Index Drops As View of Economy Declines
This quarter, the Q4 2023 MetLife & U.S. Chamber of Commerce Small Business Index falls to 61.3—close to sentiments from earlier this year and in late 2022—and below last quarter's score of 69.2. Small businesses' declining view of the national economy and their local economy helped drive the headline score down.
According to the poll taken between October 5-24, 2023, 25% of small businesses say the U.S. economy is in good health and 30% say their local economy is in good health, both down eight percentage points since last quarter. While optimism about future revenue expectations is widespread, there has been a softening of this measure too. Almost two-thirds (65%) of small businesses expect revenue to increase next year, down from a record-high 71% expecting the same over the last two quarters.
Small businesses' concerns are still dominated by persistent high inflation. For the sixth consecutive quarter, at least 53% of small businesses cite inflation as one of the biggest challenges they are facing right now. However, concerns may be leveling off; the percentage citing inflation as the top concern has held steady at 52-54% since Q4 2022.
Small businesses' second biggest concern is revenue with 22% citing this as a top concern. Meanwhile, small businesses' concerns about supply chain issues are slightly fading. Supply chain issues are tied for fourth place as the most challenging issue reported among small businesses this quarter (17%), along with affording employee benefits or healthcare.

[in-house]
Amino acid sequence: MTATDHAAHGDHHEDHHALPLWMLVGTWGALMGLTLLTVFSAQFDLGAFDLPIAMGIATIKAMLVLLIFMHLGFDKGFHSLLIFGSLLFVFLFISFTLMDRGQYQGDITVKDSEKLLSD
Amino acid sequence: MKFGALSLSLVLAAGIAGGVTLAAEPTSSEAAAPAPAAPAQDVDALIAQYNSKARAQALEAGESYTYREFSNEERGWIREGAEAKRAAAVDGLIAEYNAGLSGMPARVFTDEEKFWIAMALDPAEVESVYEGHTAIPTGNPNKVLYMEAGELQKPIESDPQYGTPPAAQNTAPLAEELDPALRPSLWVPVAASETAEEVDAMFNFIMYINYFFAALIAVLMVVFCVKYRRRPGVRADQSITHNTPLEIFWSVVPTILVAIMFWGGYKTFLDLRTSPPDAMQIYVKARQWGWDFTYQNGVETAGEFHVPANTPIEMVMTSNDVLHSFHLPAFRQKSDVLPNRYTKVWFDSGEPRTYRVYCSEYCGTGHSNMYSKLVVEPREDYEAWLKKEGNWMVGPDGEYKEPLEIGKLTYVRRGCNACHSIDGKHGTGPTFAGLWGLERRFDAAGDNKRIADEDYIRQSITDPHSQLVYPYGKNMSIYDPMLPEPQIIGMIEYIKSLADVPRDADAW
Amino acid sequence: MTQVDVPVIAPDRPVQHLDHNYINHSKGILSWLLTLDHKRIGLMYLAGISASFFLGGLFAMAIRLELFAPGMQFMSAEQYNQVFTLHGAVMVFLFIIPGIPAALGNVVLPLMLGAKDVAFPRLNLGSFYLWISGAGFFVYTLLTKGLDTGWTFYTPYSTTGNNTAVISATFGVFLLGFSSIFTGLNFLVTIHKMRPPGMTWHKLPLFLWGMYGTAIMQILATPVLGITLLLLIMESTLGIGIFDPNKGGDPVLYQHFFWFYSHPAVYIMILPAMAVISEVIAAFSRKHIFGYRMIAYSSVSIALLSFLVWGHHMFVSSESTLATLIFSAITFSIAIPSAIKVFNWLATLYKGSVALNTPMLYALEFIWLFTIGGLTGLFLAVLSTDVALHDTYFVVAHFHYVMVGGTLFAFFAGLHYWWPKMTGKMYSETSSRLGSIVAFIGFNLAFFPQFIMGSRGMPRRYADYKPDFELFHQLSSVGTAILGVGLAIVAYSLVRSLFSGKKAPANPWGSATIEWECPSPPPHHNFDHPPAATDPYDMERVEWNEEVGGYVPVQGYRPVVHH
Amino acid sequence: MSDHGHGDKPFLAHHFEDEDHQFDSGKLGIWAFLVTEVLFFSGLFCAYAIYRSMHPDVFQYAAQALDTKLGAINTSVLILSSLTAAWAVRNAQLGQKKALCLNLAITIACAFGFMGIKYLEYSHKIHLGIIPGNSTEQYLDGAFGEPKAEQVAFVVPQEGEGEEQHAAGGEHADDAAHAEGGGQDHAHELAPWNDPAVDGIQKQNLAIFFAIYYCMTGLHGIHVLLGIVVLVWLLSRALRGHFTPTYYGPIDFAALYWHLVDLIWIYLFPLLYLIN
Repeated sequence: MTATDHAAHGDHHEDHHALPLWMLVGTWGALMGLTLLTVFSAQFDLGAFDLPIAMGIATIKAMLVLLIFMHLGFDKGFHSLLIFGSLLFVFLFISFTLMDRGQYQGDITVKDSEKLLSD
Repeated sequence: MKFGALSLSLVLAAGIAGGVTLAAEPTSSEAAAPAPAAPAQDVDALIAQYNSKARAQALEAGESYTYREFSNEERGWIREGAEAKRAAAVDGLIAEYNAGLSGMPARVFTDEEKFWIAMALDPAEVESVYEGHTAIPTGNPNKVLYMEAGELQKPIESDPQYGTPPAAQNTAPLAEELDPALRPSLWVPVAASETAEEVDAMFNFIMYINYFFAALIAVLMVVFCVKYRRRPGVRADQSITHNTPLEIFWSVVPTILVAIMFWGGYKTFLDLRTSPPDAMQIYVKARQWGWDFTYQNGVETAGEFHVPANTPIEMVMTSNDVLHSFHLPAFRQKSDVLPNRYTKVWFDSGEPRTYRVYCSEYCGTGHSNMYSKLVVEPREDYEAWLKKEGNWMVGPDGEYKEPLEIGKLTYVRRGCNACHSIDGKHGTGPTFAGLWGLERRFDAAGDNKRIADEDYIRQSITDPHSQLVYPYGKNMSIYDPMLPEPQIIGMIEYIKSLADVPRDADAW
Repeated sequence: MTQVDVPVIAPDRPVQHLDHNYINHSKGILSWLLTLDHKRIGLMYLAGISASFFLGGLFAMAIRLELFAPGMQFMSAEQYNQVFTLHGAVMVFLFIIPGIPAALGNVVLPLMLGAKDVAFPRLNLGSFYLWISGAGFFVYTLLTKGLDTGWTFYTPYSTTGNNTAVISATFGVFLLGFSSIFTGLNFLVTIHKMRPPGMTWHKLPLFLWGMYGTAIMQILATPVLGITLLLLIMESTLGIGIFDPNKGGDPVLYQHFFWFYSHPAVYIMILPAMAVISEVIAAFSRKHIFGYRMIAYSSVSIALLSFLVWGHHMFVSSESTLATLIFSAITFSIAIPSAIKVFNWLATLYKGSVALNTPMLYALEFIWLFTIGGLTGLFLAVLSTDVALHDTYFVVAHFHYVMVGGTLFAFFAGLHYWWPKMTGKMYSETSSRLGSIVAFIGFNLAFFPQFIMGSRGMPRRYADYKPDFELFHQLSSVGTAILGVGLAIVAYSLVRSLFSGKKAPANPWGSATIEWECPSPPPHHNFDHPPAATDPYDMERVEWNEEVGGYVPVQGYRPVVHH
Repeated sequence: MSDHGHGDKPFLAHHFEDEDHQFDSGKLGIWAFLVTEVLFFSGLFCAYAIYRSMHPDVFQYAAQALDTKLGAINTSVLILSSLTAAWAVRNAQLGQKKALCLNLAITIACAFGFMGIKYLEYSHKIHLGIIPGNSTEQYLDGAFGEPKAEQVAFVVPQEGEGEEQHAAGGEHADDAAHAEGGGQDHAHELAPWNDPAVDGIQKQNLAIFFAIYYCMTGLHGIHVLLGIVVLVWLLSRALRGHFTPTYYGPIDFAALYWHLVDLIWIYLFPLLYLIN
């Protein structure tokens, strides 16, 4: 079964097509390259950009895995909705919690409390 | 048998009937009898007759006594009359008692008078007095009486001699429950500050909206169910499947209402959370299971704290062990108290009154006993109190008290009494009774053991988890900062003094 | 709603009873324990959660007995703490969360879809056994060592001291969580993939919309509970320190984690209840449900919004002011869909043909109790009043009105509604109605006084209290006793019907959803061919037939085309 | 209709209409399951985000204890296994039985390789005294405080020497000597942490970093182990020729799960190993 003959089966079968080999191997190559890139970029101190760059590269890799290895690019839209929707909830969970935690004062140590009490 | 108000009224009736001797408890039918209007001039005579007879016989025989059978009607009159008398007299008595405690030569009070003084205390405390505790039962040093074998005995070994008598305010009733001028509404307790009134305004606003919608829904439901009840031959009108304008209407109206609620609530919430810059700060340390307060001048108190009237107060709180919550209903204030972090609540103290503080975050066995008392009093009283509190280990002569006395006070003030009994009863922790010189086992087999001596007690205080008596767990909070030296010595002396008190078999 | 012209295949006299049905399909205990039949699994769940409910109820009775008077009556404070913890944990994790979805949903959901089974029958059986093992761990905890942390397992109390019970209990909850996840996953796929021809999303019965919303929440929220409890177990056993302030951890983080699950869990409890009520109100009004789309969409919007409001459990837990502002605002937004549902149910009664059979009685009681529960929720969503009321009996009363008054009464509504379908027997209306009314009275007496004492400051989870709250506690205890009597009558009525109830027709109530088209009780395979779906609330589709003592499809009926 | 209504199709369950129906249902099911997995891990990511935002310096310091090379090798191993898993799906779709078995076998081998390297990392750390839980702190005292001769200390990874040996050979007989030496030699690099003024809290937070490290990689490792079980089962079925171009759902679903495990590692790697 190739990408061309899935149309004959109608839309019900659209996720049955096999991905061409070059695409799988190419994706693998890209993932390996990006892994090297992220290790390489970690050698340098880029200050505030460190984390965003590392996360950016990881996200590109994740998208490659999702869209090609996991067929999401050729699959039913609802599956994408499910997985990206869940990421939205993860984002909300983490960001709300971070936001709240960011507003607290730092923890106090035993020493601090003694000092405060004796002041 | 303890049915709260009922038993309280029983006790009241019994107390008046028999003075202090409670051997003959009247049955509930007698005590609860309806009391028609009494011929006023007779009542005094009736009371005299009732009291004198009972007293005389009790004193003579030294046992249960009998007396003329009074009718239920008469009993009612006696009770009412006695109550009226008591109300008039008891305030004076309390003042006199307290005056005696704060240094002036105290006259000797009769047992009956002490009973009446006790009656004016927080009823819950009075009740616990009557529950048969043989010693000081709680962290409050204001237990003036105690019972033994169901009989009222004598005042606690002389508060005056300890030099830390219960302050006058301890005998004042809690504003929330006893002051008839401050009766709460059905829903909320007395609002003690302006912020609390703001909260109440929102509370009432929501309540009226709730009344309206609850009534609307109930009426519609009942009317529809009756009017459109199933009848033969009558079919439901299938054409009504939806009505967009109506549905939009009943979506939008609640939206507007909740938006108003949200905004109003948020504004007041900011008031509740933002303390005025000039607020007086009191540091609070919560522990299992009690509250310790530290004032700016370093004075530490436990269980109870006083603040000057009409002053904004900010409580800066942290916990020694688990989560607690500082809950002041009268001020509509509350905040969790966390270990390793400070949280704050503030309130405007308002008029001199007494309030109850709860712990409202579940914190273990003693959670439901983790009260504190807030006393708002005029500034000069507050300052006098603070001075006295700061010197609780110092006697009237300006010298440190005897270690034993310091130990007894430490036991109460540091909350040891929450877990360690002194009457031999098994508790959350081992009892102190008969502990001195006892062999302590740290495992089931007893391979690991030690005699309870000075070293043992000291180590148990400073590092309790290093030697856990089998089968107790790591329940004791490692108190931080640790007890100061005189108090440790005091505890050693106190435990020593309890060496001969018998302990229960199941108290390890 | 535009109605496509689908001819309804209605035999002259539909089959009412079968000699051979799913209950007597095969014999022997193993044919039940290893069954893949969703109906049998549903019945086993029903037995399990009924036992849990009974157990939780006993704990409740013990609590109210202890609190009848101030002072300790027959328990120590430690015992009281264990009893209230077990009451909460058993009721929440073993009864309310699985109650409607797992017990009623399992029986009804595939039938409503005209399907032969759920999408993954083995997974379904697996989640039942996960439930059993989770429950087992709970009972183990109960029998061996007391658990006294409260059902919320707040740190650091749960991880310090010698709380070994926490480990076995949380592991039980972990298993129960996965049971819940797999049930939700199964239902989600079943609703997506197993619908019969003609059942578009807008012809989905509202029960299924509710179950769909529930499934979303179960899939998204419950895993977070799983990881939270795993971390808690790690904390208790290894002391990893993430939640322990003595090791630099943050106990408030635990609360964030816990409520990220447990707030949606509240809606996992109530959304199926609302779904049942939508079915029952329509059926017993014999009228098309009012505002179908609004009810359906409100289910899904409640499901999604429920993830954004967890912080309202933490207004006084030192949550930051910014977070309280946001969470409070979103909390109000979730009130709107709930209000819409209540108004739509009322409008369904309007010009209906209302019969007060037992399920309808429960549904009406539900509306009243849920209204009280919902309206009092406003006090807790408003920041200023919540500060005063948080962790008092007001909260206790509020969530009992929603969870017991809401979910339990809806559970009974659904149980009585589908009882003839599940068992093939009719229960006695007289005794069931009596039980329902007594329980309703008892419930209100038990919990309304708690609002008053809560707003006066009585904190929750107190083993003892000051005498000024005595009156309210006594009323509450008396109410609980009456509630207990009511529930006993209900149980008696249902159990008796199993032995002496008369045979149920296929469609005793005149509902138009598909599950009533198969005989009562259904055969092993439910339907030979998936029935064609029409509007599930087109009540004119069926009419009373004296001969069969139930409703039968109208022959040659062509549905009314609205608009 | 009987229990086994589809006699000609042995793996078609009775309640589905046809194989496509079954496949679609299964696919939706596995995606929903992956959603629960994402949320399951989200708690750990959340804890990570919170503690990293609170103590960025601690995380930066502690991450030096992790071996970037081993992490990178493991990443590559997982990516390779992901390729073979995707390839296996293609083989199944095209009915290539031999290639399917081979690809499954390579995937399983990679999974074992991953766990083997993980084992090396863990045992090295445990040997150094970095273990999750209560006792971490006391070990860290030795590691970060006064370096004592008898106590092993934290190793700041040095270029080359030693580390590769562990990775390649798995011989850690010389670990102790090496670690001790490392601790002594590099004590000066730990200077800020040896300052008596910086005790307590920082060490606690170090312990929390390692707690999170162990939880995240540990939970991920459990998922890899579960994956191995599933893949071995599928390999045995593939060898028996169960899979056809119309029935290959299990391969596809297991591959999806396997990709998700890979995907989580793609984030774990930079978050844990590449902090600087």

Nearly half of small businesses report searching for, recruiting, or interviewing new talent in 2023—a significant increase from mid-2021. Most of those looking for new employees say it is hard finding candidates with the experience or skills they need. More also say it is hard to find enough candidates to fill open positions versus a few years ago. Nearly half of those who report searching for new talent in 2023 say it is hard to offer competitive pay and benefits. In fact, 60% of all small businesses agree it is challenging to keep up with existing employees' salary expectations.
In response, small business owners are getting innovative in their struggle to find and retain talent. The most popular strategy is offering flexible work schedules, with 68% of small businesses saying they plan to offer it in the next year. Roughly half (48%) also say they plan to offer a hybrid or remote work environment in the next year to attract new talent. Both incentives are particularly popular among those in the professional services sector. In addition, half (50%) of small businesses say they will be offering increased pay, paid sick leave, or listing the hourly pay/salary range for each open position they announce.
To help alleviate staffing constraints, small businesses are interested in recruiting workers from overlooked groups. Nearly three in four (71%) small businesses agree that employers should more often consider hiring from overlooked talent pools such as formerly-incarcerated people, veterans, military spouses, or legal immigrants. In addition, a majority (54%) of small businesses think the U.S. should issue more skilled worker visas annually so businesses can hire the workers they need.
Small Business Index Score 2020 Q1 - 2023 Q4
The MetLife and U.S. Chamber of Commerce Small Business Index score for Q4 is 61.3. The Q3 Index score was 69.2.